US Religion Worth $1.2 Trillion/Year, Topping the 10 Biggest Tech Companies Combined

News, Religion


Big religion makes $1.2 trillion income, yearly, in the United States.  The organizations make their money, tax free, from religious “healthcare facilities, schools, daycare and charities; media; businesses with faith backgrounds; the kosher and halal food markets; social and philanthropic programs; and staff and overheads for congregations,” reports Beta Minds.
The figure comes from The Socio-economic Contribution of Religion to American Society: An Empirical Analysis, co-authored by Georgetown’s Brian J Grim and Newseum’s Melissa E Grim, and published in the Interdisciplinary Journal of Research on Religion. The authors describe the estimate as “conservative” and note that while religion as a whole is declining in the US, spending on religious “social programs” has tripled since 2001, to $9T.
The Guardian reports twenty of the top 50 charities in the US are faith-based, with a combined operating revenue of $45.3B.
More than 150 million Americans, almost half the population, are members of faith congregations, according to the report.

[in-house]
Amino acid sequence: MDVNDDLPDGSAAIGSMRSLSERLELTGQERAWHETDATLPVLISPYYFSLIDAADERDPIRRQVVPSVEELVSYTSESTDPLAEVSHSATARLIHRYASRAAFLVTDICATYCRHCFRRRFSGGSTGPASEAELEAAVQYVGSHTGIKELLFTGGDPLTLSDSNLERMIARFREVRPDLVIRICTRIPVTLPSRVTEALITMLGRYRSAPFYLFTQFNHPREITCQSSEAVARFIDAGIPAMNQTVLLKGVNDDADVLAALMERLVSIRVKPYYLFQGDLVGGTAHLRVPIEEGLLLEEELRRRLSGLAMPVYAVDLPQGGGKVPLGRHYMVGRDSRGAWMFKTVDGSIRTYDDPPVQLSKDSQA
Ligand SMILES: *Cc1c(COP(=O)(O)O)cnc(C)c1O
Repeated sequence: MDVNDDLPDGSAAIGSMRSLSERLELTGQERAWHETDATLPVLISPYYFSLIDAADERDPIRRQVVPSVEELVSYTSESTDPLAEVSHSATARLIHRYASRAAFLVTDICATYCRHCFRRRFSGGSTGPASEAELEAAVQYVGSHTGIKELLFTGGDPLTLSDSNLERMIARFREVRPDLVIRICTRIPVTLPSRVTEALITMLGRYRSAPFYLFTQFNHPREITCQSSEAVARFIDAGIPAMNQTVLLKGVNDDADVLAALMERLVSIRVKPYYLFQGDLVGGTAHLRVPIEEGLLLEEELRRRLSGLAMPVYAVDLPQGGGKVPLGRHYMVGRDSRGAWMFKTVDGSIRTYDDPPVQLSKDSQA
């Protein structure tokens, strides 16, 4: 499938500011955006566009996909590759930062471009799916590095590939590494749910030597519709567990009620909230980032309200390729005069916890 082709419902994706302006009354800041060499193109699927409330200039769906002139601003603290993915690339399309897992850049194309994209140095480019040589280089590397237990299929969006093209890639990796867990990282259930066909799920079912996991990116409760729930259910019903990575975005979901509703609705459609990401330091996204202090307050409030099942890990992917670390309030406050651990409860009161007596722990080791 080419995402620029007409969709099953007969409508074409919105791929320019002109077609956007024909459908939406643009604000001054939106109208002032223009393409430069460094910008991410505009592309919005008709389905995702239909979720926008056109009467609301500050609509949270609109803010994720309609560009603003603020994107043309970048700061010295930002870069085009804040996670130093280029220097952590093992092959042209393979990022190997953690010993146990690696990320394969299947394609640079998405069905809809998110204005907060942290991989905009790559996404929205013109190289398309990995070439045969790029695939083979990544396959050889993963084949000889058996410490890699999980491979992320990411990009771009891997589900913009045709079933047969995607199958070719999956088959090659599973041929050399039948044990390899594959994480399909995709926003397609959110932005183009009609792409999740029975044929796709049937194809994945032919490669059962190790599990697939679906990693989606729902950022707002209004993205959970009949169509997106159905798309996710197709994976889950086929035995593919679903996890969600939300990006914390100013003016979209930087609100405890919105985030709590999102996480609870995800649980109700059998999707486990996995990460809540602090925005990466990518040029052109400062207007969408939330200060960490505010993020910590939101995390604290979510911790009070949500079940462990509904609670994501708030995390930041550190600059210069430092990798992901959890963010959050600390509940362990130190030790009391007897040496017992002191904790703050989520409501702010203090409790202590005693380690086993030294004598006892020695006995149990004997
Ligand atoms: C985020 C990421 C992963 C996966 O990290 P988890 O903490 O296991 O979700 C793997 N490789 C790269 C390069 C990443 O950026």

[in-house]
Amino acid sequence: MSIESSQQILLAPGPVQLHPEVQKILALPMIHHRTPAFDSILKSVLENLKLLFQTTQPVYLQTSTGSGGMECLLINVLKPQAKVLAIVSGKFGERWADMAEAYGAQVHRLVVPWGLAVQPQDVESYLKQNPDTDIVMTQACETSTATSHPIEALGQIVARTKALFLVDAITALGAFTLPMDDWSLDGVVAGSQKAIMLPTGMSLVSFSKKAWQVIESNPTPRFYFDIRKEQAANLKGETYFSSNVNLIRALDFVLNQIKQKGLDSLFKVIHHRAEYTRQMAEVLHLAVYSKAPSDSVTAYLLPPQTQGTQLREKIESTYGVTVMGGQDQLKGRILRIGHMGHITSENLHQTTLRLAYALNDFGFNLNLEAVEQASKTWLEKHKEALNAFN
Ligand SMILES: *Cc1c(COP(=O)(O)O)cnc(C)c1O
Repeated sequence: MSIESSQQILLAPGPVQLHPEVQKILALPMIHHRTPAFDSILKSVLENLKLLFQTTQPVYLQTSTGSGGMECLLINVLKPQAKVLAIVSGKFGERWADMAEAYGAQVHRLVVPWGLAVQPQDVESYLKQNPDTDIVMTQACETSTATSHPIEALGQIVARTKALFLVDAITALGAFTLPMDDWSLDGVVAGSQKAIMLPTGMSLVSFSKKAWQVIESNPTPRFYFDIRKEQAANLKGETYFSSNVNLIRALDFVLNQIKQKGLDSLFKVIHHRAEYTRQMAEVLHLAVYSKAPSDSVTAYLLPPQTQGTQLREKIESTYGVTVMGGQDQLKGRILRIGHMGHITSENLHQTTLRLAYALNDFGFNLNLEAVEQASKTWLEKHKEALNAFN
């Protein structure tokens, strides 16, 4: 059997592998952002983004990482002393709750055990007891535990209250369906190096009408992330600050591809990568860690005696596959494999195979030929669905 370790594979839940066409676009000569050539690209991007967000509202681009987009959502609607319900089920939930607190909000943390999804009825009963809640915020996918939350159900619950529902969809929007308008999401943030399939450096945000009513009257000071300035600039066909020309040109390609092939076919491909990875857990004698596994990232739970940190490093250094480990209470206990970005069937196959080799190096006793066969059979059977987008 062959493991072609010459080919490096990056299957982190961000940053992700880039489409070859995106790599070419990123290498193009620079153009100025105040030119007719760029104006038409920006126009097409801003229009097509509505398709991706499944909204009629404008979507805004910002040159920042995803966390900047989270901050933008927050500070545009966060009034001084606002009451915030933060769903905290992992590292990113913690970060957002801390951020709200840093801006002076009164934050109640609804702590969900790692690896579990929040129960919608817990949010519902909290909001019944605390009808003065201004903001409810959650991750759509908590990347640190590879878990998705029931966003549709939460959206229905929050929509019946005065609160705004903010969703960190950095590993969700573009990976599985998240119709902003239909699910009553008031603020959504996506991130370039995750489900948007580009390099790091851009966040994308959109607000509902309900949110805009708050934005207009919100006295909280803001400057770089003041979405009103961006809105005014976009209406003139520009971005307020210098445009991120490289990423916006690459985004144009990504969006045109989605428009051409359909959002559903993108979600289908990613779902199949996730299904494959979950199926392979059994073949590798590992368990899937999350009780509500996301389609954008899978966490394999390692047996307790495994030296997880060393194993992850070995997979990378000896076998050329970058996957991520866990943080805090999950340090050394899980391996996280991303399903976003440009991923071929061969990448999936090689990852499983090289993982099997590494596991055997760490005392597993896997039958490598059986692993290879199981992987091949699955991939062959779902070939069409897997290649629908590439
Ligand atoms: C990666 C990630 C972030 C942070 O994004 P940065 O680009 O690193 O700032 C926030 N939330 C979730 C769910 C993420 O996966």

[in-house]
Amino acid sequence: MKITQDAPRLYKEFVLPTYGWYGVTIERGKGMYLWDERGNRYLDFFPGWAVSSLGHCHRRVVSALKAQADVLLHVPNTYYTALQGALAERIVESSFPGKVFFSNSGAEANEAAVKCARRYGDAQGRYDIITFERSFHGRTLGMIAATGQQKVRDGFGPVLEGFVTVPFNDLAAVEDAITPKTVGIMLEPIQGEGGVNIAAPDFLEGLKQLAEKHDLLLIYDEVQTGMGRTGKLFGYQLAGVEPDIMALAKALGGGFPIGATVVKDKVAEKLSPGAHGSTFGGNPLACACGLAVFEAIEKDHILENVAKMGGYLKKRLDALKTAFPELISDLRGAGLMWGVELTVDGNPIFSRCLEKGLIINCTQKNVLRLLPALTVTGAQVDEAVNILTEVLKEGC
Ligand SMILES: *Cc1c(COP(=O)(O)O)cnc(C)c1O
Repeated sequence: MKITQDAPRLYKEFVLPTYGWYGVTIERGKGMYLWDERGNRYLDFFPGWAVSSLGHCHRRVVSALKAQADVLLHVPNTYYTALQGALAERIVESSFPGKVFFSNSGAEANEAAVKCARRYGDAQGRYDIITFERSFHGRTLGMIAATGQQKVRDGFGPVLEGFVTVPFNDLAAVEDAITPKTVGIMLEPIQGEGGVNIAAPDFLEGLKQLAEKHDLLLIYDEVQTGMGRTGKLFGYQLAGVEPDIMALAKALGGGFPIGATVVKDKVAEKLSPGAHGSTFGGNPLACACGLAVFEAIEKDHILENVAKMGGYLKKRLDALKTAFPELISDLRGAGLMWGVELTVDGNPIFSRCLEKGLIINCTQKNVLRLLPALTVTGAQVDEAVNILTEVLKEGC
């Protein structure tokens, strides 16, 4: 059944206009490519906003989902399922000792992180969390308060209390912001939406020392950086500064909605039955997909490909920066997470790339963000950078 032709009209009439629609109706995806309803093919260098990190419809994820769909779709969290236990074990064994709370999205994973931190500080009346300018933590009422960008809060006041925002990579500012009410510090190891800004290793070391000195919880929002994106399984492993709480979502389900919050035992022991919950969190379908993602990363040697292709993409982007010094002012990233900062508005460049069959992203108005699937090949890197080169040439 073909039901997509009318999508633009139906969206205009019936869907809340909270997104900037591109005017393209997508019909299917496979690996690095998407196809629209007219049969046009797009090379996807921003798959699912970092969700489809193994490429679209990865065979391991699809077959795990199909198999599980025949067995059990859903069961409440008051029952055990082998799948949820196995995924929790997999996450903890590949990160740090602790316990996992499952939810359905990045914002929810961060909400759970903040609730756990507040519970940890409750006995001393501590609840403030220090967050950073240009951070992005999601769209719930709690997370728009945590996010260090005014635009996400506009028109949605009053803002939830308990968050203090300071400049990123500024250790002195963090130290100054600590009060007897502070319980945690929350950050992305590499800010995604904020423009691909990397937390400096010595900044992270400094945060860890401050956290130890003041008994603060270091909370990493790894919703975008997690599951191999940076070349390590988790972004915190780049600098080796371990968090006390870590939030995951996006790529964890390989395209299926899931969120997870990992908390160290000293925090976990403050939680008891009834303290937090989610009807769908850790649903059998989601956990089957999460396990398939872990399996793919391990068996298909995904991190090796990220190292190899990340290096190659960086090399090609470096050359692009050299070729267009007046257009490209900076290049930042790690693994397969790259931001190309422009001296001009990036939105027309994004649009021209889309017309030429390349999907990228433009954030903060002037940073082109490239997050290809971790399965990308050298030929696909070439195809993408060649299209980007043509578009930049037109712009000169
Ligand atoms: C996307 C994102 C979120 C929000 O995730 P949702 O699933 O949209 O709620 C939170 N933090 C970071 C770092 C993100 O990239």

“Grim and his co-author Melissa Grim of the Newseum Institute in Washington came up with three estimates of the worth of US religion. The lowest, at $378B, took into account only the revenues of faith-based organisations. The middle estimate, $1.2T, included an estimate of the market value of goods and services provided by religious organisations and the contributions of businesses with religious roots.
The top estimate was based on the household incomes of religiously affiliated Americans, and placed the value of faith to US society at $4.8T annually.
The analysis did not take account of the value of financial or physical assets held by religious groups. Neither did it account for “the negative impacts that occur in some religious communities, including … such things as the abuse of children by some clergy, cases of fraud, and the possibility of being recruitment sites for violent extremism”.

(Article by Jeremiah Jones)